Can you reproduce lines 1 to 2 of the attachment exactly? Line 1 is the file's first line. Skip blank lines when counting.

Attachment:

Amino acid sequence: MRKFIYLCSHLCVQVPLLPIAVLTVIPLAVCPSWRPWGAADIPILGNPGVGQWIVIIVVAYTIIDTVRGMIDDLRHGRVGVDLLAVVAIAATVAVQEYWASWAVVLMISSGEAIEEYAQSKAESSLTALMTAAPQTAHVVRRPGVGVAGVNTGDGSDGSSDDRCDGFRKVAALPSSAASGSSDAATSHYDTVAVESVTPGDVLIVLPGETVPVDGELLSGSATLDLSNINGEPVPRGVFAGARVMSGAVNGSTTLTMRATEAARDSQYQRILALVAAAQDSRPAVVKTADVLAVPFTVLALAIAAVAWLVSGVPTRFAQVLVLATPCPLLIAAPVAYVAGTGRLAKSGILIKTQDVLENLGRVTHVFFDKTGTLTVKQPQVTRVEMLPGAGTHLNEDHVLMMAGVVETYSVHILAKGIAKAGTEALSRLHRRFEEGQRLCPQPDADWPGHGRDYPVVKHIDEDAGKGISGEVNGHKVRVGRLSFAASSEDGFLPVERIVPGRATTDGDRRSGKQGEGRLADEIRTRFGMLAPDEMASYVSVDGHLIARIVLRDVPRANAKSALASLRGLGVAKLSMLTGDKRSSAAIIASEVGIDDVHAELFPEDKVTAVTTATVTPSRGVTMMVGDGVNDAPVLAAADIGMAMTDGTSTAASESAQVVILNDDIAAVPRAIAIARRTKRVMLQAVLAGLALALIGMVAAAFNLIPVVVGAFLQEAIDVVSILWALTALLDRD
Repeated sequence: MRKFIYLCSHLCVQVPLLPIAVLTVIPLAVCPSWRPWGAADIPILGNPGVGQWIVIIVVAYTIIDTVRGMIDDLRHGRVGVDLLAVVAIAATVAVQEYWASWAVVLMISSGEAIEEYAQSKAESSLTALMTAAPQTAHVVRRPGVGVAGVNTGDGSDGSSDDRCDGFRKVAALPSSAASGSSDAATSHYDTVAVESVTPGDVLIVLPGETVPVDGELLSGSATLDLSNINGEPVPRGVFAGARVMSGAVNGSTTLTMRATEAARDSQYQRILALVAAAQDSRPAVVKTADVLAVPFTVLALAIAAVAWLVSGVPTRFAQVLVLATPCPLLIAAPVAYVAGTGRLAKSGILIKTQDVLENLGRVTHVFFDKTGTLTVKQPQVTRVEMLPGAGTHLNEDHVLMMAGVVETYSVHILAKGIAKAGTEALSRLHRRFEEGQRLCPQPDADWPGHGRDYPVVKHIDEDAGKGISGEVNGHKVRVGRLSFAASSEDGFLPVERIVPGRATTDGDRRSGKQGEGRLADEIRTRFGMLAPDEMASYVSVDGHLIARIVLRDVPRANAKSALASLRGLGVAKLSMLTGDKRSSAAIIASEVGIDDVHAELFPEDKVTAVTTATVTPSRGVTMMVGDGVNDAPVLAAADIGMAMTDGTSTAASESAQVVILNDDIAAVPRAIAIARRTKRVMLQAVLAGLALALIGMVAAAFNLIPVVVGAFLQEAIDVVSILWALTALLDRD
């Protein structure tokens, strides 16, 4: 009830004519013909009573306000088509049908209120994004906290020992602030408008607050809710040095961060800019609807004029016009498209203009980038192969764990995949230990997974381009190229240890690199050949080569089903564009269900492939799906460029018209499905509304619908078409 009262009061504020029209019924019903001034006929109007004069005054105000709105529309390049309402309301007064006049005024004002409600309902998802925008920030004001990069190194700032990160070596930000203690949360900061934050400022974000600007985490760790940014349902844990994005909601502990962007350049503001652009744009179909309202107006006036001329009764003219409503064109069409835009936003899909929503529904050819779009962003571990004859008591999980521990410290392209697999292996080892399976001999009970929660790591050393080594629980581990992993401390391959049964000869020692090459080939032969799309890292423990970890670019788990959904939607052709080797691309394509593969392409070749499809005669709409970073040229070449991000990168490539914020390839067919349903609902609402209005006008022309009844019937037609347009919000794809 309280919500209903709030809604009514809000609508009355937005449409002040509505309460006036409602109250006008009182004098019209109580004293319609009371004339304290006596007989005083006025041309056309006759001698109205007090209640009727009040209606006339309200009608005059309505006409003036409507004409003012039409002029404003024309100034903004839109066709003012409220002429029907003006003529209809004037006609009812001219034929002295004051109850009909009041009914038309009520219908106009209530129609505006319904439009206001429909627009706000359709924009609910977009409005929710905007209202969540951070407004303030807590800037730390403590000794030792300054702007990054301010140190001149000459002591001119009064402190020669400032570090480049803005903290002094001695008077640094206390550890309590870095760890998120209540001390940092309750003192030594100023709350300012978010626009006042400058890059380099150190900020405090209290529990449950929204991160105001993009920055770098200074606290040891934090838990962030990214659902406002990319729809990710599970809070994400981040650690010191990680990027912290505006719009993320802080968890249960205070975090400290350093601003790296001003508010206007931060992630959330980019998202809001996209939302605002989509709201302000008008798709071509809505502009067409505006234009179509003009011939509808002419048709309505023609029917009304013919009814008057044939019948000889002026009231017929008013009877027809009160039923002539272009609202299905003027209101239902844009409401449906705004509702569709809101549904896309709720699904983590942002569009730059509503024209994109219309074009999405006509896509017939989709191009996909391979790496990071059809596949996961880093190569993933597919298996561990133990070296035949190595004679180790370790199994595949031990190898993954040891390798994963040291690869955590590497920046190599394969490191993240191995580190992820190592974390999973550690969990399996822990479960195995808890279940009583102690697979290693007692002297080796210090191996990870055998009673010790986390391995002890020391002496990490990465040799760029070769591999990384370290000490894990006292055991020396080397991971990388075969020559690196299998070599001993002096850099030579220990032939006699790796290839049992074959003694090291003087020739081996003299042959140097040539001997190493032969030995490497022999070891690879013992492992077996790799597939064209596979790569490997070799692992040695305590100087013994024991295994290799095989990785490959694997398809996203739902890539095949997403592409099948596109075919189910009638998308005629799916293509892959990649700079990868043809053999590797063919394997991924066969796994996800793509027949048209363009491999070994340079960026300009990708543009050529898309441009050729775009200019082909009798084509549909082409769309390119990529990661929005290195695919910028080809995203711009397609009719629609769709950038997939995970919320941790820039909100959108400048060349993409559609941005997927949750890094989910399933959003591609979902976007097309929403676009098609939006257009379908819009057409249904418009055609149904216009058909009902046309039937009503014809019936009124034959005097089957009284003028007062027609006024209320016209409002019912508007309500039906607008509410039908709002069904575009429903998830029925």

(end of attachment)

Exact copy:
Amino acid sequence: MRKFIYLCSHLCVQVPLLPIAVLTVIPLAVCPSWRPWGAADIPILGNPGVGQWIVIIVVAYTIIDTVRGMIDDLRHGRVGVDLLAVVAIAATVAVQEYWASWAVVLMISSGEAIEEYAQSKAESSLTALMTAAPQTAHVVRRPGVGVAGVNTGDGSDGSSDDRCDGFRKVAALPSSAASGSSDAATSHYDTVAVESVTPGDVLIVLPGETVPVDGELLSGSATLDLSNINGEPVPRGVFAGARVMSGAVNGSTTLTMRATEAARDSQYQRILALVAAAQDSRPAVVKTADVLAVPFTVLALAIAAVAWLVSGVPTRFAQVLVLATPCPLLIAAPVAYVAGTGRLAKSGILIKTQDVLENLGRVTHVFFDKTGTLTVKQPQVTRVEMLPGAGTHLNEDHVLMMAGVVETYSVHILAKGIAKAGTEALSRLHRRFEEGQRLCPQPDADWPGHGRDYPVVKHIDEDAGKGISGEVNGHKVRVGRLSFAASSEDGFLPVERIVPGRATTDGDRRSGKQGEGRLADEIRTRFGMLAPDEMASYVSVDGHLIARIVLRDVPRANAKSALASLRGLGVAKLSMLTGDKRSSAAIIASEVGIDDVHAELFPEDKVTAVTTATVTPSRGVTMMVGDGVNDAPVLAAADIGMAMTDGTSTAASESAQVVILNDDIAAVPRAIAIARRTKRVMLQAVLAGLALALIGMVAAAFNLIPVVVGAFLQEAIDVVSILWALTALLDRD
Repeated sequence: MRKFIYLCSHLCVQVPLLPIAVLTVIPLAVCPSWRPWGAADIPILGNPGVGQWIVIIVVAYTIIDTVRGMIDDLRHGRVGVDLLAVVAIAATVAVQEYWASWAVVLMISSGEAIEEYAQSKAESSLTALMTAAPQTAHVVRRPGVGVAGVNTGDGSDGSSDDRCDGFRKVAALPSSAASGSSDAATSHYDTVAVESVTPGDVLIVLPGETVPVDGELLSGSATLDLSNINGEPVPRGVFAGARVMSGAVNGSTTLTMRATEAARDSQYQRILALVAAAQDSRPAVVKTADVLAVPFTVLALAIAAVAWLVSGVPTRFAQVLVLATPCPLLIAAPVAYVAGTGRLAKSGILIKTQDVLENLGRVTHVFFDKTGTLTVKQPQVTRVEMLPGAGTHLNEDHVLMMAGVVETYSVHILAKGIAKAGTEALSRLHRRFEEGQRLCPQPDADWPGHGRDYPVVKHIDEDAGKGISGEVNGHKVRVGRLSFAASSEDGFLPVERIVPGRATTDGDRRSGKQGEGRLADEIRTRFGMLAPDEMASYVSVDGHLIARIVLRDVPRANAKSALASLRGLGVAKLSMLTGDKRSSAAIIASEVGIDDVHAELFPEDKVTAVTTATVTPSRGVTMMVGDGVNDAPVLAAADIGMAMTDGTSTAASESAQVVILNDDIAAVPRAIAIARRTKRVMLQAVLAGLALALIGMVAAAFNLIPVVVGAFLQEAIDVVSILWALTALLDRD